Wrapping Up the Mars Lander
In my last few articles ("Let's Go to Mars with Martian Lander" and "Mars Lander, Take II: Crashing onto the Surface"), I've been building a variant on the classic video game Lunar Lander, with a few simplifications and one big change: Martian gravity instead of lunar gravity. The moon is 1/6th of Earth's gravity; whereas Mars is about 1/3 of Earth's gravity, which makes flying a lander in for a soft descent a bit more exciting.
The tricky one might be to simulate a black hole, but that's easy to do by having a really, really big gravitational value, but not so easy to land safely. It's not hugely interesting, actually, unless you're working on the script to Interstellar 2 perhaps.
The starting parameters of the game have Martian gravity set to 3.722 meters/sec/sec, and the spaceship enters the atmosphere at an altitude of 500 meters (about 1/3 mile). Do the math, and that means players have just more than 15 seconds to avoid crashing onto the Martian surface.
Creating the Interface
My last article (in the October 2016 issue of LJ) ended with a demonstration of code that offered second-by-second data on what was basically free fall through the Martian atmosphere:
1 seconds: speed: -3.722 m/s altitude: 496.278 meters. 2 seconds: speed: -7.444 m/s altitude: 488.834 meters. 3 seconds: speed: -11.166 m/s altitude: 477.668 meters. 4 seconds: speed: -14.888 m/s altitude: 462.780 meters. 5 seconds: speed: -18.610 m/s altitude: 444.170 meters.
That's not a great way to land unless you're in a really, really well padded couch. My first stab at adding an interesting interface is to stop each second and offer users the chance to specify whether they want to fire their retro-rockets and how much fuel to burn for the subsequent second.
Burn your fuel too early, and you could end up shooting off into space or level out just to plummet to the surface anyway. In this first version, however, the user will have unlimited fuel (though in real life it'd be limited, and the vessel would lighten up, decreasing gravitational pull, as the fuel was burned).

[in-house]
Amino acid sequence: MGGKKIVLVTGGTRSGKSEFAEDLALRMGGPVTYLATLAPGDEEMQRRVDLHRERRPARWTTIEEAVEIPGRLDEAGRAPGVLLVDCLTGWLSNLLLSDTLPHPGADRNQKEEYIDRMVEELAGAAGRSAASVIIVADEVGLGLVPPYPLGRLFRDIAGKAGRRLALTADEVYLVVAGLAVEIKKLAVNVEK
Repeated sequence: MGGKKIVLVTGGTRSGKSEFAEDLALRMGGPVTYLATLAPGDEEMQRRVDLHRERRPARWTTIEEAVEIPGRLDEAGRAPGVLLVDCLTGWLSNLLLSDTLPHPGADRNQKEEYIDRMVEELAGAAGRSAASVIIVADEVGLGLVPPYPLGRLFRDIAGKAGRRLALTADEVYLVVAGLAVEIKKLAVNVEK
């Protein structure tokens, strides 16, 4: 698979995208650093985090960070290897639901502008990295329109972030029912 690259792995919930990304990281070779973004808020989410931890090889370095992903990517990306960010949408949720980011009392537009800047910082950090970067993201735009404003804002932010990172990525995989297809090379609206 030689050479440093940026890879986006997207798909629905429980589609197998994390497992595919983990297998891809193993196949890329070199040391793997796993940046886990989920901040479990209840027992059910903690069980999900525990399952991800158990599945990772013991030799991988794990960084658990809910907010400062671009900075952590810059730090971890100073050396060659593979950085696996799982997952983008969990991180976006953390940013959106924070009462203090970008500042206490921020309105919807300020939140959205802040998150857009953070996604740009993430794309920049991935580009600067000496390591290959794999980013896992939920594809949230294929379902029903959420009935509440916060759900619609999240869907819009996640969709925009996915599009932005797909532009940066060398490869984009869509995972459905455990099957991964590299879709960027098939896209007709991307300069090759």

Here's the core of the code:
echo "$time seconds into flight: speed: $speed m/s \ and altitude: $altitude meters." echo -n "Fire retro rockets? (burn rate: 0-100): " read thrust if [ -z "$thrust" ] ; then thrust=0 fi
The last few lines allow the player simply to press Enter and have that be the equivalent of a zero—easy enough. Now let's try to land the darn spaceship:
Time: 1: Speed: -3.722 m/s and altitude: 496.278 meters. Fire retro rockets? (burn rate: 0-100): Time: 2: Speed: -7.444 m/s and altitude: 488.834 meters. Fire retro rockets? (burn rate: 0-100): Time: 3: Speed: -11.166 m/s and altitude: 477.668 meters. Fire retro rockets? (burn rate: 0-100): Time: 4: Speed: -14.888 m/s and altitude: 462.780 meters. Fire retro rockets? (burn rate: 0-100): 15 Time: 5: Speed: -3.610 m/s and altitude: 459.170 meters. Fire retro rockets? (burn rate: 0-100): Time: 6: Speed: -7.332 m/s and altitude: 451.838 meters. Fire retro rockets? (burn rate: 0-100): Time: 7: Speed: -11.054 m/s and altitude: 440.784 meters. Fire retro rockets? (burn rate: 0-100): Time: 8: Speed: -14.776 m/s and altitude: 426.008 meters. Fire retro rockets? (burn rate: 0-100): 15 Time: 9: Speed: -3.498 m/s and altitude: 422.510 meters. Fire retro rockets? (burn rate: 0-100): Time: 10: Speed: -7.220 m/s and altitude: 415.290 meters. Fire retro rockets? (burn rate: 0-100): Time: 11: Speed: -10.942 m/s and altitude: 404.348 meters. Fire retro rockets? (burn rate: 0-100): Time: 12: Speed: -14.664 m/s and altitude: 389.684 meters. Fire retro rockets? (burn rate: 0-100): 15 Time: 13: Speed: -3.386 m/s and altitude: 386.298 meters. Fire retro rockets? (burn rate: 0-100):
Notice here that I am being conservative with the fuel, firing the thrusters at 4, 8 and 12 seconds. This allows me to be 13 seconds into the descent and have a speed of only 3.386 m/s, while dropping from 500 meters to 386 meters. If the fuel holds out, this isn't a bad landing strategy!
Dave Taylor has been hacking shell scripts for over thirty years. Really. He's the author of the popular "Wicked Cool Shell Scripts" and can be found on Twitter as @DaveTaylor and more generally at www.DaveTaylorOnline.com.
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